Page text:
Mayor on food stamps? Cory Booker to live on $1.40 per meal

Mayor on food stamps: N.J. Mayor Cory Booker will live on food stamps next week for seven days. Mayor Booker is following in the footsteps of the mayors of Philadelphia, Phoenix, and Las Vegas, who have taken the 'food stamps challenge.'

(AP Photo/Julio Cortez)
Grace Harris gives her hand to Newark, N.J. Mayor Cory Booker to show just how cold she is as she waits in line to get clothing donations after superstorm Sandy earlier this month in Newark, N.J. The N.J. mayor plans to live on food stamps next week.

Mayor Cory Booker said he will live on food stamps for a week starting Tuesday.

Booker told The Associated Press on Thursday that he will honor the challenge he made to a Twitter follower earlier this month and try living on the monetary equivalent of food stamps for at least a week.

"December 4 to 11. Seven days," Booker said after the ribbon cutting for new loft apartments in Newark. He said he will be limited to $1.40 for each meal.

The North Carolina woman Booker challenged plans to accept, but she is not sure she will do it next week.

The woman, who uses the Twitter handle @MWadeNC and goes by the name TwitWit, spoke to the AP on condition of anonymity because she says she has received threats.

RECOMMENDED: 8 food and garden tips from Michelle Obama

She said she is upset that Booker didn't consult with her before picking the dates. She said Booker sent her a tweet this week saying his staff would be in touch, but she has heard nothing since.

"I don't think it's fair to be challenged and just find out from the Internet when I'm supposed to take part," she said in a telephone interview. "I would have appreciated the consideration that I have a life as well."

Nevertheless, she said she will participate in the challenge for at least a week, possibly two.

The average monthly food stamp benefit was $133.26 per person in New Jersey in fiscal year 2011, according to the U.S. Department of Agriculture. As mayor, Booker makes about 100 times that amount, $13,400 a month.

Politicians and community leaders around the country have taken on similar challenges in recent years to highlight the difficulty of relying solely on government aid for nutrition.

Philadelphia Mayor Michael Nutter and U.S. Rep. Bob Brady lived on food stamps for a week earlier this year, and the mayors of Las Vegas and Phoenix, Colorado Gov. John Hickenlooper and the former governor of Oregon all did so within the past few years.

Most participated in the "Food Stamp Challenge," a program from the nonprofit Food Research and Action Center that gives out tools to help organizations and individuals live on a food stamp budget, typically for a week. It even developed a how-to-guide for members of Congress, which includes testimonials from eight politicians.

Celebrity chef Mario Batali and his family also did the challenge earlier this year. An AmeriCorps member serving as the community service coordinator at the University of Bridgeport in Connecticut challenged her campus to try it for a week.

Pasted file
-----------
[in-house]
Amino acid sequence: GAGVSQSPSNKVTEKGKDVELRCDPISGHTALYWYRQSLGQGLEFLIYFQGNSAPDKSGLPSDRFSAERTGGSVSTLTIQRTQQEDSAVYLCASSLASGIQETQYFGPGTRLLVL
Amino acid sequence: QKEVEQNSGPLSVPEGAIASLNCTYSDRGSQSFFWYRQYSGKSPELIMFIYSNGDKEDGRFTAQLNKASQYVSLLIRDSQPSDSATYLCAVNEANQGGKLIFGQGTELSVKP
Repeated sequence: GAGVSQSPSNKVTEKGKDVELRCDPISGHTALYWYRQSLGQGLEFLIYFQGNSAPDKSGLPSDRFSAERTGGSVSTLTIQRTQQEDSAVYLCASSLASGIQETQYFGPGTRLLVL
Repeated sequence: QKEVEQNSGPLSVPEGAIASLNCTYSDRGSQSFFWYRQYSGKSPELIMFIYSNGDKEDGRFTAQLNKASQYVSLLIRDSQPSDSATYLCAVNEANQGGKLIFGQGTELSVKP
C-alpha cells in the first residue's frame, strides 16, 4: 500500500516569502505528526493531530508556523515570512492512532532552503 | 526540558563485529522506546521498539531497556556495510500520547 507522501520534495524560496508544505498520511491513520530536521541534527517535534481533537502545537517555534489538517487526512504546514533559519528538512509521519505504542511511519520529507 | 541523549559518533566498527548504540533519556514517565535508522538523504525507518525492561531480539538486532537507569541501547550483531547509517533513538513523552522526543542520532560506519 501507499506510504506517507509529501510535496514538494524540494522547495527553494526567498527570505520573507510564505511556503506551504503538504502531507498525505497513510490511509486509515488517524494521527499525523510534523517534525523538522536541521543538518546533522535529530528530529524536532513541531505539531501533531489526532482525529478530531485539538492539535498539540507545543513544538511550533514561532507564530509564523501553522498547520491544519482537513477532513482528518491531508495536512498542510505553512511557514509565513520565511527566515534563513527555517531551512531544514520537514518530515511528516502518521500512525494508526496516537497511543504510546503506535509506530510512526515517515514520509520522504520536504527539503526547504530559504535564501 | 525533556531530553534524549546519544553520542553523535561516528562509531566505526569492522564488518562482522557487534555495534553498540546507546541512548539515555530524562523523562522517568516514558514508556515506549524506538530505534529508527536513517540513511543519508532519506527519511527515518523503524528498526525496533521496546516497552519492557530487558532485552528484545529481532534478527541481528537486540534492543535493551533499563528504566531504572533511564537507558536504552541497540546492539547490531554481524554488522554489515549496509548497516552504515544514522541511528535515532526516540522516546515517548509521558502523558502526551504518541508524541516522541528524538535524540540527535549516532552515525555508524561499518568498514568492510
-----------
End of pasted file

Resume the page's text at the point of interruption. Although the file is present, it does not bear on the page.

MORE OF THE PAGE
Booker, a prolific Twitter user who has 1.2 million followers, has said he wants the public to participate and on Thursday said he will soon announce a celebrity who will also take part.

The North Carolina woman said she thinks it would be "great" if high-profile people tried to live on the equivalent of food stamps.

"I think everybody should do this," she said.

RECOMMENDED: 8 food and garden tips from Michelle Obama

Copyright 2012 The Associated Press.

You've read  of  free articles. Subscribe to continue.

Dear Reader,

About a year ago, I happened upon this statement about the Monitor in the Harvard Business Review – under the charming heading of “do things that don’t interest you”:

“Many things that end up” being meaningful, writes social scientist Joseph Grenny, “have come from conference workshops, articles, or online videos that began as a chore and ended with an insight. My work in Kenya, for example, was heavily influenced by a Christian Science Monitor article I had forced myself to read 10 years earlier. Sometimes, we call things ‘boring’ simply because they lie outside the box we are currently in.”

If you were to come up with a punchline to a joke about the Monitor, that would probably be it. We’re seen as being global, fair, insightful, and perhaps a bit too earnest. We’re the bran muffin of journalism.

But you know what? We change lives. And I’m going to argue that we change lives precisely because we force open that too-small box that most human beings think they live in.

The Monitor is a peculiar little publication that’s hard for the world to figure out. We’re run by a church, but we’re not only for church members and we’re not about converting people. We’re known as being fair even as the world becomes as polarized as at any time since the newspaper’s founding in 1908.

We have a mission beyond circulation, we want to bridge divides. We’re about kicking down the door of thought everywhere and saying, “You are bigger and more capable than you realize. And we can prove it.”

If you’re looking for bran muffin journalism, you can subscribe to the Monitor for $15. You’ll get the Monitor Weekly magazine, the Monitor Daily email, and unlimited access to CSMonitor.com.

QR Code to Mayor on food stamps? Cory Booker to live on $1.40 per meal
Read this article in
https://www.csmonitor.com/USA/Latest-News-Wires/2012/1130/Mayor-on-food-stamps-Cory-Booker-to-live-on-1.40-per-meal
QR Code to Subscription page
Start your subscription today
https://www.csmonitor.com/subscribe